Some, ahem, money quotes:
Soros has been neck-deep in Democrat intrigue since at least 1994. Three weeks after Republicans swept Congress in the mid-term elections that year, Soros dtated in a November 30, 1994 speech that he wished to "do something about… the distortion of our electoral process by the excessive use of TV advertising."  Evidently, Soros realized that the most efficient way to control political advertising would be to control the flow of "soft money" earmarked for the political parties. Within eight months of Soros’ speech, Democrat Senator Russ Feingold obligingly rose on the Senate floor to denounce soft money abuses, thus setting in motion the political steamroller that would ultimately flatten all opposition and give us the McCain-Feingold Act of March 27, 2002.
Few Americans realize that it was George Soros who bankrolled the seven-year lobbying effort without which McCain-Feingold never would have seen the light of day. As a Wall Street Journal editorial noted, "Combine… the $1.7 million that Mr. Soros gave the Center for Public Integrity, the $1.3 million he gave Public Campaign, the $300,000 to Democracy 21, the $625,000 to Common Cause, and the $275,000 to Public Citizen – and you can be forgiven for believing Mr.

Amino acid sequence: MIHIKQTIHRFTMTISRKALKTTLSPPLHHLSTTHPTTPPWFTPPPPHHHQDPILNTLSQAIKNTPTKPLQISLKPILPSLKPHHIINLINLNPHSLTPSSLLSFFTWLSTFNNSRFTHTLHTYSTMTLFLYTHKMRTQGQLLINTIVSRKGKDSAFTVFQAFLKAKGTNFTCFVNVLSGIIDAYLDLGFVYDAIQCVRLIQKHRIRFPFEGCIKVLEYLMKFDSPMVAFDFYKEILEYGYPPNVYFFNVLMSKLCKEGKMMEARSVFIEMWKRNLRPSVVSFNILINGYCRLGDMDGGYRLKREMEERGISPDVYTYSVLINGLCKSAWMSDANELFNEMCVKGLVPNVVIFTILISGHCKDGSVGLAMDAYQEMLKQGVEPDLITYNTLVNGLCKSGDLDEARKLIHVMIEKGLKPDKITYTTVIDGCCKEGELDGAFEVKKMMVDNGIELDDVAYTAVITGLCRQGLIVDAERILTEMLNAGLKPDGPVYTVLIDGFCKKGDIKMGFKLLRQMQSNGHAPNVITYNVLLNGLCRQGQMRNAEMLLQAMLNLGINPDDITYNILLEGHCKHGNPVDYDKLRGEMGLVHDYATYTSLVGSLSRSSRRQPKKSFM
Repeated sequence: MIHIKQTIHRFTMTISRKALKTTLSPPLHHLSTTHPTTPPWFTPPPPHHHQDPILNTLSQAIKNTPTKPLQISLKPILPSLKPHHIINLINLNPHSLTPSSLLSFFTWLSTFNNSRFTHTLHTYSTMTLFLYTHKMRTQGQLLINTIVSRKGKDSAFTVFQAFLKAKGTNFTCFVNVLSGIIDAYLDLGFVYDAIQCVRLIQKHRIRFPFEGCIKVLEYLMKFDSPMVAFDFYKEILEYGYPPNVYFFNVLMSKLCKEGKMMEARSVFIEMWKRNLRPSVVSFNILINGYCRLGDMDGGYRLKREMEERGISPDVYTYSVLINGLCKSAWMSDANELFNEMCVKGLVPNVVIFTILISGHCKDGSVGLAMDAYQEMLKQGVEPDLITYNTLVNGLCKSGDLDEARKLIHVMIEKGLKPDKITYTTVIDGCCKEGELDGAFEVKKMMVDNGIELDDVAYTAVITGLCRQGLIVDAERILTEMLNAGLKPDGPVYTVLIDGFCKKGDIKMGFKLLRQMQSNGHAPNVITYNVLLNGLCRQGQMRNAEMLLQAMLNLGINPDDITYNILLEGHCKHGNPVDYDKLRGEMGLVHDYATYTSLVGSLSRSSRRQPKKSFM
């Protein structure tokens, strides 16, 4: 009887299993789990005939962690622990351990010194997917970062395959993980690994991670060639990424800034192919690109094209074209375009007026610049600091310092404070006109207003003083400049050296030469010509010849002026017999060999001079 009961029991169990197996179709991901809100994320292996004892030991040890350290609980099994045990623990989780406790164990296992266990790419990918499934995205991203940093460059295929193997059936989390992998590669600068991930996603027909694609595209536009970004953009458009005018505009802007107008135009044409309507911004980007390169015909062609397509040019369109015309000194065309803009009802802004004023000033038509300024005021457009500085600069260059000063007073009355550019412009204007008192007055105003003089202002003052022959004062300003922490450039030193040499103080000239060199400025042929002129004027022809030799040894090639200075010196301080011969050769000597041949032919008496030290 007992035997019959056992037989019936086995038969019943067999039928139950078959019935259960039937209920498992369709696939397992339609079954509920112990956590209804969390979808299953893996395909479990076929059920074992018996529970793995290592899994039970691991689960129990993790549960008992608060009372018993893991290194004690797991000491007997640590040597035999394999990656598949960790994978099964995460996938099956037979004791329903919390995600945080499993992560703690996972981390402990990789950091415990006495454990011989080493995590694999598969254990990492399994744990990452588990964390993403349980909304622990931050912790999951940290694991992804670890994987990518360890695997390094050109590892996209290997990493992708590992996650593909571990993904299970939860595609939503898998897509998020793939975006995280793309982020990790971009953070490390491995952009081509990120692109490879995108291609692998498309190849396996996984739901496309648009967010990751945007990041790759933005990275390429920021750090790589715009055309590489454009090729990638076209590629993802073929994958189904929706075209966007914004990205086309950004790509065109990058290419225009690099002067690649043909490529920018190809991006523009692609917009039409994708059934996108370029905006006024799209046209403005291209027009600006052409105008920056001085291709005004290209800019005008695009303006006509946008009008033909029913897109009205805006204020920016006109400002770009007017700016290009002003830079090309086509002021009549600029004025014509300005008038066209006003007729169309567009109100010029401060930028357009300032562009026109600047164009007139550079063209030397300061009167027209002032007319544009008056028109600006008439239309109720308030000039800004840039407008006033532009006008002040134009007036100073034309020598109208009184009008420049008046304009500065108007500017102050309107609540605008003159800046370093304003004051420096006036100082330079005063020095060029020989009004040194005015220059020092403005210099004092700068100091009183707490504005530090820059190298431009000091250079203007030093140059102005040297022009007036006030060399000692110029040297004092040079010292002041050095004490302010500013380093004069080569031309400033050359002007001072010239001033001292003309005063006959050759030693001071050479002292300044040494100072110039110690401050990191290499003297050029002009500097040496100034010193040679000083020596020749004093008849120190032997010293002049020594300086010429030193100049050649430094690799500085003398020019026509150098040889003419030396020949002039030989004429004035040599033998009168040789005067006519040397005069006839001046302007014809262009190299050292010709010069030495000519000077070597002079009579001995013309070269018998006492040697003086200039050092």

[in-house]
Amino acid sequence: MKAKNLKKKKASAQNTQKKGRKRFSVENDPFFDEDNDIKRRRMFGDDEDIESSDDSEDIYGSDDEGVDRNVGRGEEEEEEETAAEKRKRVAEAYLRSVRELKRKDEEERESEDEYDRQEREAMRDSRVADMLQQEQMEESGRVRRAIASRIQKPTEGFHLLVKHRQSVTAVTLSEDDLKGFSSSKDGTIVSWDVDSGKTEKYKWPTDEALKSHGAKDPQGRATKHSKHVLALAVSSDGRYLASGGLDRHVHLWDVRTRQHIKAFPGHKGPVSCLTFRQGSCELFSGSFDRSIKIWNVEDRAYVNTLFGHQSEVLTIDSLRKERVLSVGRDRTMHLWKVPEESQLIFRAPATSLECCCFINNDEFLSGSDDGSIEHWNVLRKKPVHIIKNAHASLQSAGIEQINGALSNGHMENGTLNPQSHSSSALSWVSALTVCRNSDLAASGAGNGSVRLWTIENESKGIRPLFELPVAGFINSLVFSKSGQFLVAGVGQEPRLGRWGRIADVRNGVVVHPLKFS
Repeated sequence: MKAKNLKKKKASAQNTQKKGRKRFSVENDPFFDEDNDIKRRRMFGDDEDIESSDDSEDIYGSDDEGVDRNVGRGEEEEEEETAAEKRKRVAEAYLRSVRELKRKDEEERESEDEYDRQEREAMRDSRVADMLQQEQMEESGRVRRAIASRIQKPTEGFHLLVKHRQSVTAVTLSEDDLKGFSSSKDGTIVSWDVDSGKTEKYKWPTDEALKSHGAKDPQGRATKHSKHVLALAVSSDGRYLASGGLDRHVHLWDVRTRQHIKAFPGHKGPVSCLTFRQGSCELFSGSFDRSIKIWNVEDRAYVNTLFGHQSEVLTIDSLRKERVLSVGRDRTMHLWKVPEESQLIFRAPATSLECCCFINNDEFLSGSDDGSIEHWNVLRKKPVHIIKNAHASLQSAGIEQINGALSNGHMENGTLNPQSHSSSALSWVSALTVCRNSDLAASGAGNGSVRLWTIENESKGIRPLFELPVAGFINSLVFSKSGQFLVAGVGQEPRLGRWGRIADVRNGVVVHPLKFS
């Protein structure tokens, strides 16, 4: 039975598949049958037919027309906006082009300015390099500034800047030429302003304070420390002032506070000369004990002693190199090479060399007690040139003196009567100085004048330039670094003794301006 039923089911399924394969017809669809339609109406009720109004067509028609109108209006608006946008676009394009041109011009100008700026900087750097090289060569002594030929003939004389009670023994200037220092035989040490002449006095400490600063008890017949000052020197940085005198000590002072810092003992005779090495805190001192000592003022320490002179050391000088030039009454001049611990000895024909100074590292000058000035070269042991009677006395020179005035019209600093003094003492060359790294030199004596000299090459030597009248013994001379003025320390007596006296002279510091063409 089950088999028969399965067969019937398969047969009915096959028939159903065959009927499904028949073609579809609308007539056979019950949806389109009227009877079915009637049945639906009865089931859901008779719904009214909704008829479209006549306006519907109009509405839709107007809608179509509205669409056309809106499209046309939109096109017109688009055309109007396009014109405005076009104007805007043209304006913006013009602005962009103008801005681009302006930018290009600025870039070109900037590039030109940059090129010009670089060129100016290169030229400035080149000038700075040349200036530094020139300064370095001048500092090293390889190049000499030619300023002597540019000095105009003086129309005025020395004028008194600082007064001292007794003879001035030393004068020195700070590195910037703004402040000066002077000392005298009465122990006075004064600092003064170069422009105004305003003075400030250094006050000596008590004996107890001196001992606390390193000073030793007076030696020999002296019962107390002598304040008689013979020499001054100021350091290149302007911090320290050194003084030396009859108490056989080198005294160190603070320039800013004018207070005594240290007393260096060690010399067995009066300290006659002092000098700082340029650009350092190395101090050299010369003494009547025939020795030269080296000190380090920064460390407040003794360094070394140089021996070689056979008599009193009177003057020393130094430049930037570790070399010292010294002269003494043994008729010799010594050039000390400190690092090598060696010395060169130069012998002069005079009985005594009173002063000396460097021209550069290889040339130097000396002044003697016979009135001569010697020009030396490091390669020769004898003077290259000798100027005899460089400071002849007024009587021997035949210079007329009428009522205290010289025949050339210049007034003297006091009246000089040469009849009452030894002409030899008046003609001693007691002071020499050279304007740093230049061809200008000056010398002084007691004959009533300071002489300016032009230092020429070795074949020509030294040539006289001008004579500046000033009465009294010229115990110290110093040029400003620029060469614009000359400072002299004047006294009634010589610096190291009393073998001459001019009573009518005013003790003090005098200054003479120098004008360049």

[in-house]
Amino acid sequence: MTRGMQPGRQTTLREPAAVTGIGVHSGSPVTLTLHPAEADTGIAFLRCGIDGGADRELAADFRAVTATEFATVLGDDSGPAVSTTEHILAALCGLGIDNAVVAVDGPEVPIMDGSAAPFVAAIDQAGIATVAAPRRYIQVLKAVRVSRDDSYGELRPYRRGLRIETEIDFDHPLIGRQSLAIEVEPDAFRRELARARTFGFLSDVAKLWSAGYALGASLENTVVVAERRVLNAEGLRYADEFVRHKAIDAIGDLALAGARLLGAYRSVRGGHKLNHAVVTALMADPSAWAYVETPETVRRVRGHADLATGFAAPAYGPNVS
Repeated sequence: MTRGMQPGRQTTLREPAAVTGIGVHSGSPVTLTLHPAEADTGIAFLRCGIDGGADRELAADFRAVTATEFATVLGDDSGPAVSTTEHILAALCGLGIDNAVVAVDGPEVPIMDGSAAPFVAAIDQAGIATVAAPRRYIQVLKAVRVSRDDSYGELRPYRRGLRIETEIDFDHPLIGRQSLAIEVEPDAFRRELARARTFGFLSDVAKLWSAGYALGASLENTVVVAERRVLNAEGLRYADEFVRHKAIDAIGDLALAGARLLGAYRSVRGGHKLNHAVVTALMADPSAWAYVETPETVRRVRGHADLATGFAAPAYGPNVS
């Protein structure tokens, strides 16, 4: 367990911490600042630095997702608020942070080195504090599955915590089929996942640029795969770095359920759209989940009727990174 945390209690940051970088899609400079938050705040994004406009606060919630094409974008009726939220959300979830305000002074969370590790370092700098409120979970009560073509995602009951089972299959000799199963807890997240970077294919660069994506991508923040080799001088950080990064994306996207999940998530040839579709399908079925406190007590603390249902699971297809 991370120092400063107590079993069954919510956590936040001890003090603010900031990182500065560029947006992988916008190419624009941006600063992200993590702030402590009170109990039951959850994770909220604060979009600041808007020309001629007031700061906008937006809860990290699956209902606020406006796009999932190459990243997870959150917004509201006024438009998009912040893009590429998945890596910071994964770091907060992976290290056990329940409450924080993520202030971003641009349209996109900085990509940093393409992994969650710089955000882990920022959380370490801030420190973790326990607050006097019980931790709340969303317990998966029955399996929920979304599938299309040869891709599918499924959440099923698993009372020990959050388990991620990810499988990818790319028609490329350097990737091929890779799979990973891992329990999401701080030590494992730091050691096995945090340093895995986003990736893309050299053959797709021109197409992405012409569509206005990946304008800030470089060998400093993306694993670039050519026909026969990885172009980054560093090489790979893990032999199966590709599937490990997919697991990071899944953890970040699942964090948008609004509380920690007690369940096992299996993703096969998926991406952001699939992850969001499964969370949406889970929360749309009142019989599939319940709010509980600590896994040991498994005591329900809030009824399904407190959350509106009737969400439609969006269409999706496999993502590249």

Soros got campaign finance passed all by himself."
By pushing McCain-Feingold through Congress, Soros cut off the Democrats’ soft-money supply. By forming the Shadow Party, Soros offered the Democrats an alternate money spigot – one which he personally controlled. As a result the Democrats are heavily – perhaps even irretrievably – dependent on Soros. It seems reasonable to consider the possibility that McCain-Feingold, from its very inception, was a Soros power play to gain control of the Democratic Party.
Jonathan [son of George Soros] Soros is a MoveOn.org activist, a financial sponsor of MoveOn, and a contributor to other Shadow Party groups as well. His brother Robert is focusing, for the time being, on state-level politics. Robert and his wife Melissa gave $100,000 to the New York State Democratic Campaign Committee in 2004.